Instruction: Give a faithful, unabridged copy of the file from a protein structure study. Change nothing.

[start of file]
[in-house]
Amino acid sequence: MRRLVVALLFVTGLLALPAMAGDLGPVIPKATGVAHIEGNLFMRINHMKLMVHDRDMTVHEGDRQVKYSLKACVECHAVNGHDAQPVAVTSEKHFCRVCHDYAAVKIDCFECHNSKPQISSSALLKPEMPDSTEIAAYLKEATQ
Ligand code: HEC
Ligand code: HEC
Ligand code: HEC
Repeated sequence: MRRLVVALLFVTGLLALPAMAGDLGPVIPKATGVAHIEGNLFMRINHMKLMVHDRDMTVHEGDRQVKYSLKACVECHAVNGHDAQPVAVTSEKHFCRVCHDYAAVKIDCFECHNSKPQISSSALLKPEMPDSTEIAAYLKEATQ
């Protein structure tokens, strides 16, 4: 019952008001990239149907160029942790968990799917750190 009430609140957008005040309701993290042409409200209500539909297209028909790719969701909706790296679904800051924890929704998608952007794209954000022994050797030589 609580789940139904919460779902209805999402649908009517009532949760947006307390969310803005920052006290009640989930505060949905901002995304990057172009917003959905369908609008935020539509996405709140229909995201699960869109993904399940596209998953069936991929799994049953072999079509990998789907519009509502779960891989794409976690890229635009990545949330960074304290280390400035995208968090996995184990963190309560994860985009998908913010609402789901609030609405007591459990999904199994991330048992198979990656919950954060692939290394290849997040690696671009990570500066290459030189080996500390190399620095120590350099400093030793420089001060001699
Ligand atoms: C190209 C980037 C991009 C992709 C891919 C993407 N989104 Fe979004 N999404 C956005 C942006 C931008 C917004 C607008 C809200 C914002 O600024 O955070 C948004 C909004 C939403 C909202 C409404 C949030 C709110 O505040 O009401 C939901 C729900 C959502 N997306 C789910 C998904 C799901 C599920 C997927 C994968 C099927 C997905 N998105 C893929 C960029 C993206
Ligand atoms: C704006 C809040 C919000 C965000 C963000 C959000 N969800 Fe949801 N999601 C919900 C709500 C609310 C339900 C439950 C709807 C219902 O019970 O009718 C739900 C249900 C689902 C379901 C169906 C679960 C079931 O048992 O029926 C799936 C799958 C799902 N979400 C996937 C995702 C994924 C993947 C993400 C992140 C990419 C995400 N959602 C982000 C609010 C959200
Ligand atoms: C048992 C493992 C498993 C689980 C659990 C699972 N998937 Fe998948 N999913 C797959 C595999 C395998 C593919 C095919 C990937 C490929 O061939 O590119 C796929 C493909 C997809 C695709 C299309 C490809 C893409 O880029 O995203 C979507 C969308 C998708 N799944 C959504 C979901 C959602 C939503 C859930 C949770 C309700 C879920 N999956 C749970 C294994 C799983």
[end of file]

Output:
[in-house]
Amino acid sequence: MRRLVVALLFVTGLLALPAMAGDLGPVIPKATGVAHIEGNLFMRINHMKLMVHDRDMTVHEGDRQVKYSLKACVECHAVNGHDAQPVAVTSEKHFCRVCHDYAAVKIDCFECHNSKPQISSSALLKPEMPDSTEIAAYLKEATQ
Ligand code: HEC
Ligand code: HEC
Ligand code: HEC
Repeated sequence: MRRLVVALLFVTGLLALPAMAGDLGPVIPKATGVAHIEGNLFMRINHMKLMVHDRDMTVHEGDRQVKYSLKACVECHAVNGHDAQPVAVTSEKHFCRVCHDYAAVKIDCFECHNSKPQISSSALLKPEMPDSTEIAAYLKEATQ
């Protein structure tokens, strides 16, 4: 019952008001990239149907160029942790968990799917750190 009430609140957008005040309701993290042409409200209500539909297209028909790719969701909706790296679904800051924890929704998608952007794209954000022994050797030589 609580789940139904919460779902209805999402649908009517009532949760947006307390969310803005920052006290009640989930505060949905901002995304990057172009917003959905369908609008935020539509996405709140229909995201699960869109993904399940596209998953069936991929799994049953072999079509990998789907519009509502779960891989794409976690890229635009990545949330960074304290280390400035995208968090996995184990963190309560994860985009998908913010609402789901609030609405007591459990999904199994991330048992198979990656919950954060692939290394290849997040690696671009990570500066290459030189080996500390190399620095120590350099400093030793420089001060001699
Ligand atoms: C190209 C980037 C991009 C992709 C891919 C993407 N989104 Fe979004 N999404 C956005 C942006 C931008 C917004 C607008 C809200 C914002 O600024 O955070 C948004 C909004 C939403 C909202 C409404 C949030 C709110 O505040 O009401 C939901 C729900 C959502 N997306 C789910 C998904 C799901 C599920 C997927 C994968 C099927 C997905 N998105 C893929 C960029 C993206
Ligand atoms: C704006 C809040 C919000 C965000 C963000 C959000 N969800 Fe949801 N999601 C919900 C709500 C609310 C339900 C439950 C709807 C219902 O019970 O009718 C739900 C249900 C689902 C379901 C169906 C679960 C079931 O048992 O029926 C799936 C799958 C799902 N979400 C996937 C995702 C994924 C993947 C993400 C992140 C990419 C995400 N959602 C982000 C609010 C959200
Ligand atoms: C048992 C493992 C498993 C689980 C659990 C699972 N998937 Fe998948 N999913 C797959 C595999 C395998 C593919 C095919 C990937 C490929 O061939 O590119 C796929 C493909 C997809 C695709 C299309 C490809 C893409 O880029 O995203 C979507 C969308 C998708 N799944 C959504 C979901 C959602 C939503 C859930 C949770 C309700 C879920 N999956 C749970 C294994 C799983």